THE Zimbabwe Mining sector can only pay electricity tariffs in forex to Zesa Holdings if the Reserve Bank of Zimbabwe increases its foreign currency retention threshold, a top mining official has said.
The power utility has been crippled by various challenges such as failure to settle its debts for power imported from Eskom in South Africa and Hidroeléctrica de Cahora Bassa in Mozambique. They owe the two power utilities a total US$83 million for electricity imports.
This has resulted in Eskom cutting power supplies to Zimbabwe from 450 megawatts to just 50 megawatts which has contributed to the intensified power outages countrywide. Zesa has proposed that the mining sector pay its tariffs in forex to assist them to pay its foreign obligations.
In an interview done before the return of the Zimbabwe dollar on Monday and the banning of foreign currencies as legal tender, Bindura Nickel Corporation MD and immediate ex-president of the Chamber of Mines Batirai Manhando said the ability to pay Zesa in forex is dependent on the central bank increasing the forex retention threshold to mining companies.
“The mining industry is not averse to the idea of paying electricity tariffs in foreign exchange. The only challenge is that the current retention thresholds as agreed with RBZ covers the procurement of inputs for production excluding electricity and assumes power is paid in RTGS dollars,” Manhando said.
“Thus, any further demand for foreign exchange from the mining industry should be compensated by a commensurate increase in retention thresholds. Meanwhile, we are engaging RBZ, Ministry of Energy and Zesa to resolve the matter and support Zesa in meeting their foreign obligations.”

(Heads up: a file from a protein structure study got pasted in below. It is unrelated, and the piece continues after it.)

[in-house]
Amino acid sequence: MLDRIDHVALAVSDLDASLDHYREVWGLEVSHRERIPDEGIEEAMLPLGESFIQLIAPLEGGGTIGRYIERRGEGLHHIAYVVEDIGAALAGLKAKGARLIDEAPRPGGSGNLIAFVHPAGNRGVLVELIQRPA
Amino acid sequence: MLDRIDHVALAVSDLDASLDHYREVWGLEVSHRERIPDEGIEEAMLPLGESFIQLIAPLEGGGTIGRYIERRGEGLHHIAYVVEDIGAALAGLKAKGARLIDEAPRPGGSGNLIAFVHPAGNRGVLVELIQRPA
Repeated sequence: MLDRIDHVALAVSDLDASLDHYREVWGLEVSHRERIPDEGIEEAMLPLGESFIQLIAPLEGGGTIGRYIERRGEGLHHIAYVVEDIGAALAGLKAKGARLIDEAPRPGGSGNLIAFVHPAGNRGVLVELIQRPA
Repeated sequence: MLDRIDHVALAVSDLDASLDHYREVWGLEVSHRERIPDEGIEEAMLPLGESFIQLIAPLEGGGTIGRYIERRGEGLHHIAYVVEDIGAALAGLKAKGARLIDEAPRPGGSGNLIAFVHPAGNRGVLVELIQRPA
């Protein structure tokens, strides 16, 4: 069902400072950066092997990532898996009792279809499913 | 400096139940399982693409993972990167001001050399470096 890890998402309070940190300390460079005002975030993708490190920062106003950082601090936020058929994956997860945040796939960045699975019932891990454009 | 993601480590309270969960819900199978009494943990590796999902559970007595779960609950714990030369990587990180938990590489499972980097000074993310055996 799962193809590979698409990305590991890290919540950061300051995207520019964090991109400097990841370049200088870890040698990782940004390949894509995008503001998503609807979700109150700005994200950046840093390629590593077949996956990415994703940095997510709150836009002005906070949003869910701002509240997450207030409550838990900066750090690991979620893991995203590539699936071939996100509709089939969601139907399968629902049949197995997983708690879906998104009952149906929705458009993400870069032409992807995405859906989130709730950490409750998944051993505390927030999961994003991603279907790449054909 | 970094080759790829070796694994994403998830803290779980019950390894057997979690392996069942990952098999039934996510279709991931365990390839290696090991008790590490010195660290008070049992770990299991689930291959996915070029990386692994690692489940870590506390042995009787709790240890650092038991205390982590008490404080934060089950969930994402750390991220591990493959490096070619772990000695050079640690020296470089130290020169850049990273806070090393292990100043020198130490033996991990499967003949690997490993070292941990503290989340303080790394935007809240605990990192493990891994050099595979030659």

Manhando said the current power outages have had an adverse impact on the operations of the sector and warned that this could result in mine closures.
“The mining industry requires uninterrupted power supply because it’s a round-the-clock business. The current situation where on average the mining sector is getting four days of power per week has resulted in widespread output losses. Production statistics for the first four months of 2019 show that all key minerals recorded output declines of not less than 10% compared to the same period in 2018 due to power outages,” Manhando said.
“The use of diesel generators, which are expensive to run, has led to an increase in the cost of production impacting negatively on the viability of the mining industry. The immediate implication of this is a decline in foreign exchange earnings from the mining industry and if the situation is not resolved, we will witness some marginal mines closing their operations in the next few months.”
He said the mineral output for the year is dependent on the successful resolution of the various constraints afflicting the mining sector which also includes inadequate foreign currency allocations and a high-cost structure.